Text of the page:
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I may just be old and cranky but...

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#1
I really find it creepy when stores link my contact information from an online order to in store purchases with the same credit card.

The emails wanting me to rate an in-store purchase when I don't use any sort of rewards card bug me. I know they track everything but maybe try not to rub it in my face.
 
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Soniclife

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#2
I really find it creepy when stores link my contact information from an online order to in store purchases with the same credit card.

The emails wanting me to rate an in-store purchase when I don't use any sort of rewards card bug me. I know they track everything but maybe try not to rub it in my face.
What country are you in?
 
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#3
What country are you in?
United States. You probably have better laws regarding how personal information is handled in the UK.

Here that information is a hot commodity. It is annoying enough that every store hounds me to join their rewards program with "we just need an email address" or "just a phone number" When with either of those they can find out pretty much everything they need to know marketing wise about me and share all my purchase history with anyone that will pay them enough. But at least then it would be opting into having my habits tracked, compiled and sold.

It was quite a few years ago when I first ran into it with a store emailing me to rate my latest purchase. I opened the email thinking it was for the item I'd bought online and it ended up being a $3 item I'd bought in the store after the online purchase.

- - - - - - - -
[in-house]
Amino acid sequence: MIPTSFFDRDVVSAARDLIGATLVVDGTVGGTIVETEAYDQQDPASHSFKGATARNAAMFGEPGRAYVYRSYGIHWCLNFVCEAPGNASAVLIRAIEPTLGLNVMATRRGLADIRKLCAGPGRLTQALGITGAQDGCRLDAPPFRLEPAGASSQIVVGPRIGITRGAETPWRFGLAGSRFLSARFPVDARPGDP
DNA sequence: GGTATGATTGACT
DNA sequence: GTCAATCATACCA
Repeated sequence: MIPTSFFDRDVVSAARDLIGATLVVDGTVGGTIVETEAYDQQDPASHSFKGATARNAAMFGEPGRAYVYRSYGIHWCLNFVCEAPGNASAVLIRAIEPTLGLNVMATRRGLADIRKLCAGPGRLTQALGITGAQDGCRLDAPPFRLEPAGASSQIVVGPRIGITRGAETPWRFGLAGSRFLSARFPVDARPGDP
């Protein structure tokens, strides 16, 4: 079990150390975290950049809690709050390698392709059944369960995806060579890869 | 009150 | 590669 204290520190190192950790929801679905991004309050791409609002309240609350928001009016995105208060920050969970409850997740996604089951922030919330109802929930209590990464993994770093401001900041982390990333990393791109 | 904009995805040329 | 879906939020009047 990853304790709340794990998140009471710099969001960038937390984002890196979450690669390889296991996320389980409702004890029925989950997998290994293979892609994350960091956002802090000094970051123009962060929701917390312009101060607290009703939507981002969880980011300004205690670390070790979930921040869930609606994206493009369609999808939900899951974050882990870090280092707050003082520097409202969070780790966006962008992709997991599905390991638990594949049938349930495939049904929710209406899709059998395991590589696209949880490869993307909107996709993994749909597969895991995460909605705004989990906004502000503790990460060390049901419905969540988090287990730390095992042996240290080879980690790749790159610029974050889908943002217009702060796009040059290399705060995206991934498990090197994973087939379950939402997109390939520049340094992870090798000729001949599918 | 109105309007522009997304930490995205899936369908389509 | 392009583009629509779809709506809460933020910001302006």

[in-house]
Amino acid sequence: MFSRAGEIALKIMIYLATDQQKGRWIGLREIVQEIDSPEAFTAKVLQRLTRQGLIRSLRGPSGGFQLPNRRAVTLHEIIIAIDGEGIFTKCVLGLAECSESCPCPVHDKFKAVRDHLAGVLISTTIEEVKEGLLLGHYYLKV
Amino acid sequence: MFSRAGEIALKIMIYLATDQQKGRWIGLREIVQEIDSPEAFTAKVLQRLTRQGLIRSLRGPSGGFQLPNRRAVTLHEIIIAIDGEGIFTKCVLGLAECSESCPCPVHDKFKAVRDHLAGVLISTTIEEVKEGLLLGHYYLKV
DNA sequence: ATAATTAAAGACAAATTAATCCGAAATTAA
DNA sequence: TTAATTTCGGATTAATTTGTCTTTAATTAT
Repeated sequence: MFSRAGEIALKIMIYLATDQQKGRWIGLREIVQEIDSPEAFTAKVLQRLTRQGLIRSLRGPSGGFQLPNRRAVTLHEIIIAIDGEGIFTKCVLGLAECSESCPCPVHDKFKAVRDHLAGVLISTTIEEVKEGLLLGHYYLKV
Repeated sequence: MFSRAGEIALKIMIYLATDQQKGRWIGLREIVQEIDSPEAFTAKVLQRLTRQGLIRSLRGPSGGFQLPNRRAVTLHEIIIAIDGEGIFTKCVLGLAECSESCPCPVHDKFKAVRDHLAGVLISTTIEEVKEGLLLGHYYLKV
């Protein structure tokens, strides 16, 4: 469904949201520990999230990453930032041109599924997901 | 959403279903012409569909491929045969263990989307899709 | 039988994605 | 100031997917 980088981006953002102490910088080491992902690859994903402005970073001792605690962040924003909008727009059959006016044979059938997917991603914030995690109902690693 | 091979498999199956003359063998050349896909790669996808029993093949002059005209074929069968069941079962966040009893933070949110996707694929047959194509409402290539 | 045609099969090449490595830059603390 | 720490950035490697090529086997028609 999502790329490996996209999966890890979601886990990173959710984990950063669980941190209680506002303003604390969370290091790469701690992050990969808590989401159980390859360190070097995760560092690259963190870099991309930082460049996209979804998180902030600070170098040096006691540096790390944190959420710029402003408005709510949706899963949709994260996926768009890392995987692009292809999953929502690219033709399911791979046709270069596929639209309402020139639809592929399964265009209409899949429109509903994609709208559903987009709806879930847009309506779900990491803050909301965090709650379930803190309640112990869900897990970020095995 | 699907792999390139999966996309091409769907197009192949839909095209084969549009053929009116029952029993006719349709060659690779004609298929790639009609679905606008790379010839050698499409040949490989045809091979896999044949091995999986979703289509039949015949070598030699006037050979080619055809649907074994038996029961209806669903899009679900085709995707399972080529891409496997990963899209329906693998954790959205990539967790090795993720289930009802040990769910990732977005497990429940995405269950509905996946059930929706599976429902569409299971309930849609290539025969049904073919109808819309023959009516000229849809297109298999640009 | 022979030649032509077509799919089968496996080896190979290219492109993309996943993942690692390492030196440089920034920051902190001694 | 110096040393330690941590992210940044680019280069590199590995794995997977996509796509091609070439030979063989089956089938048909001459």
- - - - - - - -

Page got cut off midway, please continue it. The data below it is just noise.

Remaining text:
And we have stores like Target that if you buy certain cold medicine or alcohol want to use their reader on your driver's licence to pull everything off of it.
 
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#4
In the EU they have the GDPR laws. I'm a developer, and I wrote the system my company uses to ensure we comply with the GDPR regulations.

I also wrote my companies equivalent of google analytics, and other systems related to the topic at hand. I have to tell you, you are off base on a few things. Reputable companies do not share or sell customer information. They use it internally for their own sales and marketing purposes. I know this from first hand knowledge of being forced to sit through meetings as the "technical guy" who can answer questions.

Keeping track of all your purchases has benefits for you as well.
  • If its an in store purchase and you need to return it for some reason you have proof of purchase even if you no longer have the receit.
  • If you purchased an electronics devise some companies will send you an email to let you know that a software or firmware updates are available for it.
  • Some companies will send you an email when an item has been recalled by the manufacture.
  • etc
Scanning your licence for certain drug purchases isn't something they are doing to get your data. The federal and local governments have laws and regulations in place to track the purchase of certain drugs, because they can be used to make illegal drugs. For example products that contain pseudoephedrine can be used to make meth.
 
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#5
In the EU they have the GDPR laws. I'm a developer, and I wrote the system my company uses to ensure we comply with the GDPR regulations.

I also wrote my companies equivalent of google analytics, and other systems related to the topic at hand. I have to tell you, you are off base on a few things. Reputable companies do not share or sell customer information. They use it internally for their own sales and marketing purposes. I know this from first hand knowledge of being forced to sit through meetings as the "technical guy" who can answer questions.

Keeping track of all your purchases has benefits for you as well.
  • If its an in store purchase and you need to return it for some reason you have proof of purchase even if you no longer have the receit.
  • If you purchased an electronics devise some companies will send you an email to let you know that a software or firmware updates are available for it.
  • Some companies will send you an email when an item has been recalled by the manufacture.
  • etc